Navarro was also brought to the station in the company of the men who admitted to have beaten him up allegedly in defense of the woman who cried rape. The neighbors  though in the condominium unit where the alleged rape and the torture occurred have spoken to the media and said  that they did not hear any strange occurrence form the unit on the date and time involved. Of course the determination of what actually happened will still have to be threshed out in a court of law. All the actors in this real life drama are wealthy and have retained the most expensive lawyers in town. But meanwhile, and as observers, we cannot help but question the actuation of the police when Vhong was brought to their station for blotter purposes. Why for instance, did they not inquire as the reason why he sustained serious physical injuries, which on the basis of media images, could not have been missed by the police? Why was he not brought immediately to a government doctor for mandatory forensic and medical examination? Why was the woman who cried rape not referred to the woman’s desk officer so she can be counseled on the issue of whether to press charges or not? Why was the woman herself not advised to have a medical examination to document the alleged rape? But worse, given that Vhong Navarro allegedly confessed to a rape, why was he, despite his sorry physical conviction, not asked if he was voluntarily giving his statement? Why did the police not take steps to ensure that the celebrity was not a victim of torture? Torture has long been considered amongst the most serious crimes committed not only in domestic jurisdictions, but also against humanity itself. Presidents, such as Pinochet, Milosevic, Marcos, and Senegal’s Habre have been prosecuted for it despite their pleas of sovereign immunity. In Pinochet, the UK House of Lords ruled that while sovereign immunity continues to be recognized under international law, torture is an international crime and can never be a sovereign act. Hence, presidents accused of committing them should not enjoy immunity from suit. Furthermore, under the Convention Against Torture, which has been rarified by the Philippines, police authorities are under a positive obligation to investigate where information exists to suggest that torture may have been committed. Certainly, the injuries sustained by Navarro, coupled with information that he was beaten by a group of persons albeit allegedly in defense of strangers and a confession, should have prompted authorities to conclude that they are probably dealing with a case of torture. Torture is defined under both international law and our domestic law as the “infliction of physical or mental pain” for the purpose, among others, of extracting a confession.  (The Philippines has two laws with contradictory definitions of torture. RA 9851 does not require the perpetrator to be a state agent. RA  9745 does) All the elements of the international crime appear to be present in the Vhong Navarro incident. Eventually, the question is: if one of the country’s most recognizable personalities could be a victim of torture with our police oblivious to this fact; what happened to ordinary people? One can imagine the fate of the faceless and faceless detainees in our police camps why have routinely been subjected to torture by the police themselves. Already, Amnesty International and the Commission of Human Rights have declared the existence of a torture chamber in a camp intended for the Special Forces of the PNP. What these organizations have uncovered is a long-standing practice of torturing detainees, those who still have to be found guilty of the commission of any crime, for sheer fun and pleasure of our men in uniform. With this kind of a culture amongst our law enforcers, should we still be surprised that Vhong did not get any form of police assistance at a time when he actually needed it? I can only commiserate with the plight of Vhong. But still, he should still consider himself lucky. He has the support of  his fans and his television station solidly behind him. For if he were an ordinary Filipino who was tortured, he would surely have become just another anonymous number in the statistics of the number Filipinos who have been tortured and denied any and all forms of remedies.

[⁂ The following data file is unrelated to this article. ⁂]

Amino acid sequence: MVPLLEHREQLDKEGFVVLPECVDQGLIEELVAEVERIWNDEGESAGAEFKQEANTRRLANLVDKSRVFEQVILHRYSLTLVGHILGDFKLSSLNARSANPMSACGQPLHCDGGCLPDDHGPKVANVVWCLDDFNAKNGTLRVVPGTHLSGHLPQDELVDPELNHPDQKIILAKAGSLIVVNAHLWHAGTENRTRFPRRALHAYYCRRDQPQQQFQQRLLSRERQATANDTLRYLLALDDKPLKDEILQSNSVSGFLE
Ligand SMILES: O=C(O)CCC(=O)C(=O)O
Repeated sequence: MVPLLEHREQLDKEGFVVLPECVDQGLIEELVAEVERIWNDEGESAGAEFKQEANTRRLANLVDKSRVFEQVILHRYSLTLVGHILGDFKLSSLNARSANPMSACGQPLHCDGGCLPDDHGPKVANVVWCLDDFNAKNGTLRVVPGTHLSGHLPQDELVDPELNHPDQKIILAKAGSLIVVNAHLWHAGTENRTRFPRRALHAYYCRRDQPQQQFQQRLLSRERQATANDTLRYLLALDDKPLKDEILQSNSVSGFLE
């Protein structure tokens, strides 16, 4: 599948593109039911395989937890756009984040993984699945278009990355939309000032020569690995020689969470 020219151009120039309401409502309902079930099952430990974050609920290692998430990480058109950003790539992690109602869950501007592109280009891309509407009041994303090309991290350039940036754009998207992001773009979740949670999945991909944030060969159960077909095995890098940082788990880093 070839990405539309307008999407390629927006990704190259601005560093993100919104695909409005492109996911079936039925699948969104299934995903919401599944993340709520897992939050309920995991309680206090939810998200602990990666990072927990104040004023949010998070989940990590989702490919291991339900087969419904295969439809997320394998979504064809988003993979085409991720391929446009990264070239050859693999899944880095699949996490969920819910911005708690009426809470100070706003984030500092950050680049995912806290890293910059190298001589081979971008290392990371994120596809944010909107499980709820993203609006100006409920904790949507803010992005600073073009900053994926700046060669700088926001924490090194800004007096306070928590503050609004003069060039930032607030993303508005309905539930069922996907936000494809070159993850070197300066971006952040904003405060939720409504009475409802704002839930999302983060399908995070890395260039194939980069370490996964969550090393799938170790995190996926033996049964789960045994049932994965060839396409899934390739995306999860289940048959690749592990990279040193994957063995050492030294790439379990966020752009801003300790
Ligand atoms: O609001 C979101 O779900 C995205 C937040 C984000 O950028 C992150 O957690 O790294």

Access to electricity is a human right


I was one of those who called over the weekend for Congress to declare a state of national emergency and grant the President the power to temporarily take over the running of both the power generation and distribution industries. This was in response to Meralco’s statement that the temporary restraining order issued recently by the Supreme Court against what could have been Meralco’s biggest increase in electricity cost will lead to power disruptions and brownouts.

I made this call amid testimony made by officials from the Energy Regulatory Commission in the Senate that there is now evidence of “detectable collusion” among power generators. This, they said, was because power generators are also players in the spot market where Meralco purchases its electricity:  “gaming in the spot market and shutting down without justification are clear indications of collusion.”

In response thereto, the chairman of the committee, Senator Antonio Trillanes, concluded: “It’s clear there’s conflict of interest. It appears you shut down here and then you sell there; it’s higher there”.

In the first place, the business of power generation and distribution are imbued with the public interest. This is because these industries sell an indispensible commodity, electricity, to the general public. This is why these businesses are recipients of a franchise to operate. This is a privilege bestowed on the state only to those who are deserving—this is not a right. This is also why when we privatized these industries through the Epira law, Congress still granted the ERC the power to fix rates for electricity. Simply put, these businesses are subject to close regulation because their business will affect the welfare of the general public who are the end users of their commodity.